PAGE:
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Wednesday, 17 November 2010
Page: 2687


Mr CREAN (Minister for Regional Australia, Regional Development and Local Government and Minister for the Arts) (9:01 AM) —I move:

That this bill be now read a second time.

The government places great value on a creative and viable Australian film and television industry, which produces high quality cultural content appealing not only to Australian audiences but to international ones as well. The government acknowledges the enormous contribution that the film and television industry has made to the cultural life of the nation. Beyond the initial reach and impact of screen productions, they also provide an important record of Australian cultural life for future generations. We are convinced that the importance of this industry will also be considerably enhanced with the rollout of the National Broadband Network.

This bill facilitates the transfer of part of Screen Australia’s film library and associated sales and digital learning functions to the National Film and Sound Archive. It deals with consequential and transitional matters related to the transfer of staff, assets, liabilities and other matters. The bill also provides for a change in the name of the NFSA to the National Film and Sound Archive of Australia.

Screen Australia and the NFSA were established on 1 July 2008, delivering on a major element of the government’s 2007 election policy, New Directions for the Arts. Screen Australia is the Australian government’s key agency for providing support to the film and television sector. The National Film and Sound Archive is the Australian government’s collecting institution for the nation’s audiovisual heritage and has a national collection of over 1.6 million items.

The agencies have now successfully completed over two years of operations as separate statutory authorities. However, in that time it has become clear that the functions associated with the portion of Screen Australia’s film library produced by the former Film Australia Ltd and its predecessor agencies, and related sales and digital learning functions, are now best placed with the NFSA. This film library is a substantial archival resource and the government considers that the NFSA, as Australia’s premier collecting institution for audiovisual material, should be responsible for preserving and supporting the development of this resource. The transfer of this film library and digital learning functions will also enhance and complement the NFSA’s new direction of providing greater online content and improving access to its collection of audiovisual materials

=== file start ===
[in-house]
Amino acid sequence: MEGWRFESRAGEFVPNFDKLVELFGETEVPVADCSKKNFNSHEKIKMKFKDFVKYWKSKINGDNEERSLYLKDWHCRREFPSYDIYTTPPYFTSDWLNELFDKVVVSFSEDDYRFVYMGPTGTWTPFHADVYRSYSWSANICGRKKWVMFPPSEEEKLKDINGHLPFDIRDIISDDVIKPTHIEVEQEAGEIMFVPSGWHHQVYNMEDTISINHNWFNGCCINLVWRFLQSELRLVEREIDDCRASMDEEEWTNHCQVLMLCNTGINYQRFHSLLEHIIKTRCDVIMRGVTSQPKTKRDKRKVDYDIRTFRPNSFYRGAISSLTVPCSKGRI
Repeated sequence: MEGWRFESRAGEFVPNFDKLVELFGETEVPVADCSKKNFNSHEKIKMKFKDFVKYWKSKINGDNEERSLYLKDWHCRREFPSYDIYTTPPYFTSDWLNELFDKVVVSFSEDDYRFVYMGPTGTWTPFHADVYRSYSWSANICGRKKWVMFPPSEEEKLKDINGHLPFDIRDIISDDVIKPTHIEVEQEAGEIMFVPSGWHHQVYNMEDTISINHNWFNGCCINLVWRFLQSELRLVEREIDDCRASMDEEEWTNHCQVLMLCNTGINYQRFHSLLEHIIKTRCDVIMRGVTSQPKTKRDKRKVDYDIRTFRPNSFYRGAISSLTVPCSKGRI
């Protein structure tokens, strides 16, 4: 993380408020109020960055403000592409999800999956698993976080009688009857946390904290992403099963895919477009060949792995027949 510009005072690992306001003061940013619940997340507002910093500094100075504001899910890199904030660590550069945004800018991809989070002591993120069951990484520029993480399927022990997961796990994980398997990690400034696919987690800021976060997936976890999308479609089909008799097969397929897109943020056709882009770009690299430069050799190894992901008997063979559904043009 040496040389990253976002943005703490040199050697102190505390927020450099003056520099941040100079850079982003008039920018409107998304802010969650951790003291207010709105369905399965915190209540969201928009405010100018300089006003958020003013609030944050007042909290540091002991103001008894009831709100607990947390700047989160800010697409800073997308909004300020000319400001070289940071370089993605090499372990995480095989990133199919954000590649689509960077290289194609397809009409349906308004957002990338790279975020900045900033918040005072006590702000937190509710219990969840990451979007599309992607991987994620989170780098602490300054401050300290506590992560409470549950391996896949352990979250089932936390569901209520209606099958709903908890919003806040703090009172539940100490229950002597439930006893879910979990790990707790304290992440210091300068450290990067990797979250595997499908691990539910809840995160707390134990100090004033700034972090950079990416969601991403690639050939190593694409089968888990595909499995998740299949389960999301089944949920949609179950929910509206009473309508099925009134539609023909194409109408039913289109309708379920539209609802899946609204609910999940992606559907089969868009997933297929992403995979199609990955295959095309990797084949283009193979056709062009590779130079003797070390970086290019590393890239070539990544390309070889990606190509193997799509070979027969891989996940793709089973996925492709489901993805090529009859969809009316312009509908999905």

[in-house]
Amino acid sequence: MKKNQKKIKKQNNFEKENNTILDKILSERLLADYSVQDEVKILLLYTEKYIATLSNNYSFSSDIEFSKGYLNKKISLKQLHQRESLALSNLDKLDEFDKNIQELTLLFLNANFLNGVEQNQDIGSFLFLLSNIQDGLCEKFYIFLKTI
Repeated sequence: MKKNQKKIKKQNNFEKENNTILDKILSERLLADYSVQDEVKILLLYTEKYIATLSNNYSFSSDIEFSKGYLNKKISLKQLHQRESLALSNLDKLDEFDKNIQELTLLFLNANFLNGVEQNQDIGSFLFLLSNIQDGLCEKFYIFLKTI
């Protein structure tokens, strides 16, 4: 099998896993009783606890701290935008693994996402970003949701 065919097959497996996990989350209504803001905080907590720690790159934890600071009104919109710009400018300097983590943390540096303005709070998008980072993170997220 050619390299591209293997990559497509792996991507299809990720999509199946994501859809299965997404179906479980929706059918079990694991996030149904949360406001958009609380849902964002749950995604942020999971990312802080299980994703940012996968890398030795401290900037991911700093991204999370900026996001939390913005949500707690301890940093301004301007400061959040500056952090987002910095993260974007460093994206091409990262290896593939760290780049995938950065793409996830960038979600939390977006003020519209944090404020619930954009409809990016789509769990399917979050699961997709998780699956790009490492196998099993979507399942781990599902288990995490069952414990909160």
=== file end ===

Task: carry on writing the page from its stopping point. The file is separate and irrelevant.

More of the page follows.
Screen Australia’s film library amongst other things consists of a collection of approximately 5,000 films (and associated materials) produced by the former Film Australia Ltd and its predecessor agencies. This part of the film library is one of the largest and most historically significant sources of archival, documentary and stock footage in Australia, reflecting a century of our history. The sales function relates to the commercial use of the film library’s holdings. The digital learning function is a collection of primarily online educational resources which uses audiovisual material and stills within this film library and associated teaching materials which are suitable for primary, secondary, tertiary and lifelong learning.

In relation to the change in name for the NFSA, the addition of ‘of Australia’ to the end of its name will bring the agency’s name into line with the majority of the Australian government collecting institutions such as the National Gallery of Australia, the National Museum of Australia and the National Library of Australia. The change will enable the agency to be identified internationally as Australia’s premier audiovisual collecting institution. I commend the bill to the House.

Debate (on motion by Mr Andrews) adjourned.